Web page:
Chicken is a great source of protein. A 100g chicken serving (about 3.5 oz.) has 31g of protein. The herb tarragon that’s highlighted in this dish is especially popular in Mediterranean foods. Tarragon is among the herbs that are highest in antioxidants.
Recipe: Tarragon Chicken — Lighter Version
Yield: 4 servings
4 boneless skinless chicken breasts (4 oz. each), pounded flat for even cooking
Salt and pepper — to taste
3 tablespoons butter — divided (the 3 tablespoons of butter will be divided per instructions and added to the recipe separately)
2 tablespoons fresh tarragon — finely chopped
3 tablespoons shallots — finely chopped
1/2 cup dry white wine
1 tablespoon flour
1 cup evaporated skim milk
1 tablespoon Calvados (apple brandy) or Applejack (blended apple brandy) — optional
Season the chicken with salt and freshly ground pepper.
In a large, heavy bottomed sauté pan, melt 2 T. of the butter over med-high heat. Brown the chicken breasts and then turn. Sprinkle with half of the tarragon and all of the shallots. Cover and cook over low heat 15 minutes.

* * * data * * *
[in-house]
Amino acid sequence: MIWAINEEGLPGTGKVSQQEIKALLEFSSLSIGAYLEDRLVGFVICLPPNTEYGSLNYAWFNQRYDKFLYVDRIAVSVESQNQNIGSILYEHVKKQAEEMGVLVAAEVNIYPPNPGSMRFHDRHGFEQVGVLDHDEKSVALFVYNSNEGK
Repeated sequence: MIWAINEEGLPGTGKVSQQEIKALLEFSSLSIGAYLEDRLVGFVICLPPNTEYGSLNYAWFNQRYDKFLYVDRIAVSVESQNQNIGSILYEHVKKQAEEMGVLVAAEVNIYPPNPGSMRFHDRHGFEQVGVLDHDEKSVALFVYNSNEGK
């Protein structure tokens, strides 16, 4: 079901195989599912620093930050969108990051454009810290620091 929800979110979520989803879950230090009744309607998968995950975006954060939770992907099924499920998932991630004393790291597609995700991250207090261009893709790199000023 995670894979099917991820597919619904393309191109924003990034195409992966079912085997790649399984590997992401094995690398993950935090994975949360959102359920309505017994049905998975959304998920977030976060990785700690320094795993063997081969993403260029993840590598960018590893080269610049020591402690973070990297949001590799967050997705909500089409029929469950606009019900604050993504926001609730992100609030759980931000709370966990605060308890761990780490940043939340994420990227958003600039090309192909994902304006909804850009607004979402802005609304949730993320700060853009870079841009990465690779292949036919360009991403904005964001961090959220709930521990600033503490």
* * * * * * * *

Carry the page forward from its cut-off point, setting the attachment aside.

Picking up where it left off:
Remove the cover and sprinkle with the wine. Cover and cook 10-15 minutes more. Transfer the chicken and wine to a bowl and keep warm while making the sauce.
Add remaining 1 T. butter to the pan. Melt over med-high heat and add the flour. Lower the heat and cook 2 minutes. Add the evaporated milk and whisk to smooth, bring to a simmer and cook 5 minutes. (Once the milk is added, do not bring to a full boil or it will curdle.) Add the Calvados/Applejack (if you like) and return the chicken to the pan and add the other half of the tarragon.
Spoon the sauce over the chicken and serve immediately on a hot platter.
Per Serving (excluding unknown items):
Calories — 293
Fat — 10g (35.4% calories from fat)
Protein — 32g
Carbohydrate — 10g; trace Dietary Fiber
Cholesterol — 91mg
Sodium — 238mg
Exchanges: 0 Grain (Starch); 3 1/2 Lean Meat; <1/2 Vegetable; 1/4 Non-Fat Milk; 2 ¼ Fat.
Source: Create Your Plate Cookbook
The information presented in this site is intended for general information and educational purposes. It is not intended to replace the advice of your own physician. Contact your physician if you believe you have a health problem.